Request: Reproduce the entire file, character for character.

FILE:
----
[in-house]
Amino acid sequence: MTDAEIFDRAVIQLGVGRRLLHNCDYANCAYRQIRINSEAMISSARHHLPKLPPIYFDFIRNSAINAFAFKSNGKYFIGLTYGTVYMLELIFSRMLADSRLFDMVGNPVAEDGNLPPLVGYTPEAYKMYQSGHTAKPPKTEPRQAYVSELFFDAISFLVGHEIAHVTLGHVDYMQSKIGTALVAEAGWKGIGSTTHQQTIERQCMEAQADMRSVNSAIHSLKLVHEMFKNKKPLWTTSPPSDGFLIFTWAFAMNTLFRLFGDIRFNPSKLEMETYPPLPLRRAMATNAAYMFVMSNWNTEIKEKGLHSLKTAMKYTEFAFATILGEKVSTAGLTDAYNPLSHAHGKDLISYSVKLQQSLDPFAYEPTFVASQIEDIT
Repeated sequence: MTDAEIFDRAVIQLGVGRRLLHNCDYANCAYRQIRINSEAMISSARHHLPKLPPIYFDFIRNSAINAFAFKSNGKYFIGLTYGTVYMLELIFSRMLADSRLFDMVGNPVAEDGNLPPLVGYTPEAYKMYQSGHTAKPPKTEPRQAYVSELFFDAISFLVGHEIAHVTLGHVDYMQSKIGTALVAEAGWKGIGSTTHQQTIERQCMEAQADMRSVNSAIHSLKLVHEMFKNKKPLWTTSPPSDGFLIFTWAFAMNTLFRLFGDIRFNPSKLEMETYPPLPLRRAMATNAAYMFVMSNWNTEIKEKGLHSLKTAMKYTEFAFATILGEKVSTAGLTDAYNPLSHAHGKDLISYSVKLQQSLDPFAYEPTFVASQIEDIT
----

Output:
[in-house]
Amino acid sequence: MTDAEIFDRAVIQLGVGRRLLHNCDYANCAYRQIRINSEAMISSARHHLPKLPPIYFDFIRNSAINAFAFKSNGKYFIGLTYGTVYMLELIFSRMLADSRLFDMVGNPVAEDGNLPPLVGYTPEAYKMYQSGHTAKPPKTEPRQAYVSELFFDAISFLVGHEIAHVTLGHVDYMQSKIGTALVAEAGWKGIGSTTHQQTIERQCMEAQADMRSVNSAIHSLKLVHEMFKNKKPLWTTSPPSDGFLIFTWAFAMNTLFRLFGDIRFNPSKLEMETYPPLPLRRAMATNAAYMFVMSNWNTEIKEKGLHSLKTAMKYTEFAFATILGEKVSTAGLTDAYNPLSHAHGKDLISYSVKLQQSLDPFAYEPTFVASQIEDIT
Repeated sequence: MTDAEIFDRAVIQLGVGRRLLHNCDYANCAYRQIRINSEAMISSARHHLPKLPPIYFDFIRNSAINAFAFKSNGKYFIGLTYGTVYMLELIFSRMLADSRLFDMVGNPVAEDGNLPPLVGYTPEAYKMYQSGHTAKPPKTEPRQAYVSELFFDAISFLVGHEIAHVTLGHVDYMQSKIGTALVAEAGWKGIGSTTHQQTIERQCMEAQADMRSVNSAIHSLKLVHEMFKNKKPLWTTSPPSDGFLIFTWAFAMNTLFRLFGDIRFNPSKLEMETYPPLPLRRAMATNAAYMFVMSNWNTEIKEKGLHSLKTAMKYTEFAFATILGEKVSTAGLTDAYNPLSHAHGKDLISYSVKLQQSLDPFAYEPTFVASQIEDIT